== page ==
Law and economics is the field of study devoted to understanding laws and legal institutions using the tools of economic theory. This growing subject has become a mainstream area of study in both law schools and economics departments and this book explores the "law and economics" approach to some of the most interesting questions, issues, and topics in law, order, and justice.
Contemporary Issues in Law and Economics considers what economists call the "positive" analysis of the law – that is, using economic theory to explain the nature of the law as it actually exists. As part of this approach the author examines questions such as, what is the economic basis for the predominance of negligence rules in tort law? And, what is the explanation for the illegality of blackmail? Furthermore, another set of questions arises where the law seems to depart from the prescriptions of economic theory, and these issues are also examined in this volume. For example, the deeply rooted norm of proportionality between punishments and crimes, and the use of escalating penalties for repeat offenders, are both explored.
With self-contained chapters written in a non-technical style, this book offers a rigorous discussion of the above themes while remaining accessible to those without formal legal or economic training. It offers the ideal introduction to the field of law and economics while also providing a basis for students in more advanced courses.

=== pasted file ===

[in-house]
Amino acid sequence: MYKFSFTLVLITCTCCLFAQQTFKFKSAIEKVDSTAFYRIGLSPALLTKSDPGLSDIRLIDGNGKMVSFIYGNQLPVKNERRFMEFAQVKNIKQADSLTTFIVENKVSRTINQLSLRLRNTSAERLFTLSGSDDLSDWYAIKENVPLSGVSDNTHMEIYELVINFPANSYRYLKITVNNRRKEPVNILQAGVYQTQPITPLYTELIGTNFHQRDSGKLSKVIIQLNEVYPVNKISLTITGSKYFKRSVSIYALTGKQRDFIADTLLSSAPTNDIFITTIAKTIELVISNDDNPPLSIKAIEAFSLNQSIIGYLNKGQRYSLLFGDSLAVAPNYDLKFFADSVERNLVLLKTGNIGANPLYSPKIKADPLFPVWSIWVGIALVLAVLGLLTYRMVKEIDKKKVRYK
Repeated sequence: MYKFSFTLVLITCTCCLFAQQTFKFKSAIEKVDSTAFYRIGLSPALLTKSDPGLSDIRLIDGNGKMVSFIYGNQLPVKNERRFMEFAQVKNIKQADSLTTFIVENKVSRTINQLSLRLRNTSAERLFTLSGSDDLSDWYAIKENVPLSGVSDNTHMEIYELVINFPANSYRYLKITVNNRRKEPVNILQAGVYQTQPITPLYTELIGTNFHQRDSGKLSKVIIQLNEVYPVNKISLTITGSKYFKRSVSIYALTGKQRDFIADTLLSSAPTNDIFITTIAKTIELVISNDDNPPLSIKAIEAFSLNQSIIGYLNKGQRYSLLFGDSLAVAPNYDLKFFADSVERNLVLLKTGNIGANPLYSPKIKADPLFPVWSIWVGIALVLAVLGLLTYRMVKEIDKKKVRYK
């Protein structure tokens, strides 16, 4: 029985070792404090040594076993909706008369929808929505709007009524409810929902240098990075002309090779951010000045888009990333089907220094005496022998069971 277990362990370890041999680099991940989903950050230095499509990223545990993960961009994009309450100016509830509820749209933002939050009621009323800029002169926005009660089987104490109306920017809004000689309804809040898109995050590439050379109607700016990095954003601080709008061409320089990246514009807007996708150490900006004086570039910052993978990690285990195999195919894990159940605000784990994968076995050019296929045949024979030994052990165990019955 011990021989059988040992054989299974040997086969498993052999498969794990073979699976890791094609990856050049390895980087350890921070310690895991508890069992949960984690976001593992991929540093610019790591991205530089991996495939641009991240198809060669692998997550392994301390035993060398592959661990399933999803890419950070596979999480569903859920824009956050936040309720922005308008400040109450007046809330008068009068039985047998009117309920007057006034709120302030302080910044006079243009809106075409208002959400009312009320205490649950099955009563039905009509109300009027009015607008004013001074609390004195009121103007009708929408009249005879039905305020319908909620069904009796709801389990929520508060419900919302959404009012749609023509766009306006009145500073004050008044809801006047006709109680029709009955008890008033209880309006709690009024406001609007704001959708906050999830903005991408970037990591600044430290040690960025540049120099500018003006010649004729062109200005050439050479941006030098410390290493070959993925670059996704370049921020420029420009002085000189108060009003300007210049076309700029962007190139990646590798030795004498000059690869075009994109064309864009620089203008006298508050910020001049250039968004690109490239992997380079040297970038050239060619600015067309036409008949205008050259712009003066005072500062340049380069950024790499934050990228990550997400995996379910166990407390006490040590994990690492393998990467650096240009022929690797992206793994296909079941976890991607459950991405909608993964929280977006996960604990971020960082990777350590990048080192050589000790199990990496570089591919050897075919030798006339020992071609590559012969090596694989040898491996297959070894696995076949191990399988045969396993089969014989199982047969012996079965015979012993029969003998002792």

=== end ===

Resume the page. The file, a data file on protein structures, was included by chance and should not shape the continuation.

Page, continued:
Table of Contents
Preface, 1. On the usefulness of economics for understanding law, 2. Property rights and the Coase Theorem, 3. The choice between property rules and liability rules, 4. Does the law evolve toward efficiency?, 5. Threshold rules in law, 6. Simultaneous versus sequential care accidents and strategic negligence, 7. The tort-crime boundary, 8. Some difficulties with the economic theory of crime, 9. Escalating penalties for repeat offenders, 10. The problem with plea bargaining, 11. The (real) puzzle of blackmail, 12. Group punishment, 13. When is a contract enforceable?, 14. Efficient breach theory, 15. A question of title: rules for protecting the ownership of land, 16. Holdups and holdouts, 17. Eminent domain and the paradox of public use, 18. Regulatory takings and the compensation question, 19. Fair use: fair or foul?, 20. Lawsuits for sale?, Bibliographic essay, References, Index
Thomas J. Miceli has been a professor at the University of Connecticut since 1987. His research is largely in the area of law and economics, with particular emphasis on land use and property law. He also currently serves as an associate editor for the International Review of Law and Economics.